A map from the Annie E. Casey Foundation's website showing state rankings from the foundation's 2019 KIDS COUNT Data Book, which measures child well-being across the country. 

Utah ranks seventh in the nation for childhood well-being, according to the 2019 KIDS COUNT Data Book released yesterday by the Annie E. Casey Foundation. The state dropped one spot since the report last year, when it ranked 6th overall.

The annual report ranks states in four categories. Utah ranks first in the nation in the family and community category, a rank it also held in 2018.

Utah moved up three places from last year in economic well-being, now ranking 4th. It dropped from 12th to 13th in education and from 19th to 21st in health.

Despite dropping in two categories relative to other states, Utah improved in 12 of the report’s 16 sub-categories since 2010, including all four sub-categories in education.

“While we’ve improved, we’re still behind,” said Terry Haven, deputy director at Voices for Utah Children, an advocacy organization that receives grant funding from the Annie E. Casey Foundation and collects local data on child well-being.

This is because the number of children in the state has grown significantly.

The child poverty level in the state has improved by 8% since 1990, but there are 300,000 more children in the state than there were 30 years ago. As a result, 25,000 more children are living in poverty now, according to a press release from Voices for Utah Children.

Utah might rank in the top ten overall, as it usually does in the annual KIDS COUNT rankings, but the kids who are facing these difficulties don’t care how the state ranks, Haven said.

But Haven said that what the state does in response to the data matters.

“The policies we make have an effect on the data,” Haven said. “If we want to be number one, there are things we can do.”

The primary ways that Utah could improve its ranking, Haven said, are reducing the number of children living in poverty, expanding access to preschool and all-day kindergarten, and increasing access to health insurance through expanding Medicaid.

Utah is one of only a few states that does not fund Head Start, which is one way the state could expand access to preschool.

Many of the categories are also intertwined, Haven said. If a child lacks insurance and is chronically ill, that could pull them out of school, affecting their academic performance.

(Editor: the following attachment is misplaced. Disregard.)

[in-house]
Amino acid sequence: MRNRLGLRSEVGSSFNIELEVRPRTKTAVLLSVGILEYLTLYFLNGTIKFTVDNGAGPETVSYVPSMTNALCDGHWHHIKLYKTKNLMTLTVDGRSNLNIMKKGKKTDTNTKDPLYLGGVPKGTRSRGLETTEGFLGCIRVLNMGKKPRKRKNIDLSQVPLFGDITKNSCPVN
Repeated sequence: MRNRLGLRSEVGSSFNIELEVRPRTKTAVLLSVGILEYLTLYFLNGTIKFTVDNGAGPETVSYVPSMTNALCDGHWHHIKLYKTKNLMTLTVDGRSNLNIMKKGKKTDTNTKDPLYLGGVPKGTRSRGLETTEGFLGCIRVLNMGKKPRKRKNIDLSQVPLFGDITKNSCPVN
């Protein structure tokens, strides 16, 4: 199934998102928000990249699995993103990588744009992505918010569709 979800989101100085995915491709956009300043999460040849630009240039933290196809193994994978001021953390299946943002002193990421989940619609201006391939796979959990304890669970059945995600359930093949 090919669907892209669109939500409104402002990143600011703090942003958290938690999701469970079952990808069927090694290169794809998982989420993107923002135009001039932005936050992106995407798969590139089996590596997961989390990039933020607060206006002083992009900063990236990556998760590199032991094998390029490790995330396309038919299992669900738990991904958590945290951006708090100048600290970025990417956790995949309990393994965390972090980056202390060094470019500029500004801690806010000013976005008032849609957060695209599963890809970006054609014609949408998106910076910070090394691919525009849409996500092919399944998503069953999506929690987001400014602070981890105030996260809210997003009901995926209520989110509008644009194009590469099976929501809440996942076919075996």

According to the KIDS COUNT Data Book, the percentage of children without health insurance has declined by 4% — from 11% to 7% — but 71,000 children lack health insurance across the state. The percentage of children who lack insurance across the nation is about 5%.

Children in Davis County fair slightly better, with 4.7% uninsured (about 5,560 children in the county), lower than the national average. Children in Weber County fair slightly worse, with 7.5% in the county uninsured (about 5,740 children), according to county-level data compiled by Voices for Utah Children from 2012–2016.

According to the KIDS COUNT Data Book, one of the most significant improvements for children in Utah since 2010 is the decline in children living in households with a high housing cost burden.

In 2010, 37% of children lived in such households. In 2019, that portion declined 24% of children, a 13% improvement.

Another significant change across the state since 2010 is a decline in the number of students graduating late from high school.

In 2010, 24% of high school students did not graduate on time. In 2016-2017, 14% of high school students did not graduate on time, a decline of 10%.

The two sub-categories where the state has worsened are the percentage of low birth-weight babies and the number of child and teen deaths.

The state’s percentage of low birth-weight babies has slightly increased, moving from 7% in 2010 to 7.2% in 2017.

The number of child and teen deaths has increased from 24 per 100,000 to 25. The total number of child and teen deaths in 2017 was 237.

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